I INTRODUCTION

As one of the United States'2 largest trading partner (taking one of the top three spots with Canada and China and ahead of countries such as Japan and Germany), accounting for approximately 13.6 per cent of total trade with that country as at May 2020,3 and a member of the new United States–Mexico–Canada Agreement (USMCA)(successor to the 1994 North America Free Trade Agreement (NAFTA)), Mexico has become a huge host for foreign investment in most sectors of its economy, from manufacturing to the import and export of goods. By way of example, Mexico is now the sixth major car manufacturing country in the world (ranking third among commercial vehicle manufacturing countries and fourth for exported vehicles), an achievement that would not be possible without the participation of foreign automotive manufacturers in Mexico.4

Although Mexico has historically been open to foreign investment and indeed is the recipient of the second largest inflow of foreign direct investment in Latin America,5 the 2012–2018 administration undertook ambitious structural reforms focusing mainly on the energy and telecommunications sectors, as these had lagged behind significantly on account of previous foreign investment restrictions. In 2014, the Mexican Congress enacted a series of reforms to kick-start and promote economic growth in those sectors. Among these reforms were a significant deregulation of the energy sector and the elimination of foreign investment restrictions within the financial and telecommunications sectors.

Since 1 December 2018, Mexico has been governed by a left-of-centre government. This relatively new government has become known for its desire to revisit many of the legal developments of the past. The main thrust of change is the fight against corruption and the impunity enjoyed by its beneficiaries. However, some initial policy changes have been disconcerting and have generated a number of question marks about their soundness for enhancing economic growth, a situation that has been compounded by the fact that this government has given little or no economic assistance to companies undergoing hardship as a result of the covid-19 pandemic. In any event, no other changes to the principal regulatory framework have been introduced by this government, nor any restrictions on foreign investment, which has generally been protected by an independent judicial system.

Generally speaking, foreign investment is regulated by the 1993 Foreign Investments Law and its Regulations (as amended) (jointly, FIL), which together provide and describe the main framework for the topic; the FIL is discussed further in the following sections.

In addition to establishing the framework for foreign investments, the FIL gives a brief description of each relevant business sector, any remaining restrictions with respect to foreign investments and the extent of those restrictions. Regardless, as a general rule, all foreign investments must be reported to the National Registry of Foreign Investments (RNIE), which is administered by the Directorate General of Foreign Investment of the Secretariat of Economy.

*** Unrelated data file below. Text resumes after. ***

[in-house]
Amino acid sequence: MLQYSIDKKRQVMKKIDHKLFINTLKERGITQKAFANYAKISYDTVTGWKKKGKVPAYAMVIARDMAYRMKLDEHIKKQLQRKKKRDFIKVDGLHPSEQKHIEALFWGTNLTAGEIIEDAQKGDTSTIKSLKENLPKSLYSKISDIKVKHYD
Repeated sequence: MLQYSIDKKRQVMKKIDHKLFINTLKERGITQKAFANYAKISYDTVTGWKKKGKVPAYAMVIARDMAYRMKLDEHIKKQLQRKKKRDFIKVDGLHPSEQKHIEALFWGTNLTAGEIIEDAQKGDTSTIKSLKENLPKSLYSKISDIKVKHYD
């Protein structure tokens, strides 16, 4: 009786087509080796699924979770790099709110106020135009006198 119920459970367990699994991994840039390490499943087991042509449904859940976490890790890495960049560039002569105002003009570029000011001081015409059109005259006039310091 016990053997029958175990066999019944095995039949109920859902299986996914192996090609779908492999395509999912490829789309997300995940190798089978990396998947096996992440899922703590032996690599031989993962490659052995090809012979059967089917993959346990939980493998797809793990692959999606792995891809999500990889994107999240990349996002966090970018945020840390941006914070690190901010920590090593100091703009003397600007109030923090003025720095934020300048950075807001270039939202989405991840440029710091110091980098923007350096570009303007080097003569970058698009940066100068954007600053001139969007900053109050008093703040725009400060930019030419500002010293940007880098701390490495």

II FOREIGN INVESTMENT REGIME

As previously mentioned, the FIL is the main legal instrument regulating foreign investment in Mexico. It defines foreign investment as the participation of any percentage by foreign investors in the corporate capital of Mexican entities, investments in Mexican companies where the majority interest is composed of foreign capital or the participation by foreign investors in the activities and sectors contemplated in the FIL. A foreign investor is defined as any individual or entity of any nationality other than Mexican, including foreign entities with no legal independent existence.

While, in general, foreign investors may participate in Mexican projects without major restrictions (such as being allowed to participate directly in the corporate capital of Mexican legal entities, purchase and sell assets, manufacture, import and export products and open and operate establishments or businesses of any legal nature), some limitations apply to certain economically 'strategic' activities, in which foreign investment is restricted or, in some specific cases, not permitted at all.

The Mexican Constitution actually provides for certain strategic activities to be expressly reserved for the state to undertake exclusively, either in whole or in part. The strategic activities reserved for the state are:

  1. the postal service, telegraphy and radio-telegraphy;
  2. radioactive minerals and nuclear energy;
  3. the control of the national electricity system along with the transmission and distribution of electricity;
  4. the printing of money and coinage;
  5. hydrocarbons;
  6. basic petrochemicals; and
  7. the control, supervision and oversight of airports, ports and heliports.

As part of the aforementioned reforms, the transmission of electricity and the exploration and extraction of hydrocarbons were significantly deregulated and, although still restricted, private entities, both foreign and domestic, are now allowed to participate to a certain extent in these activities, using a type of profit or production sharing mechanism with the state oil company, Pemex.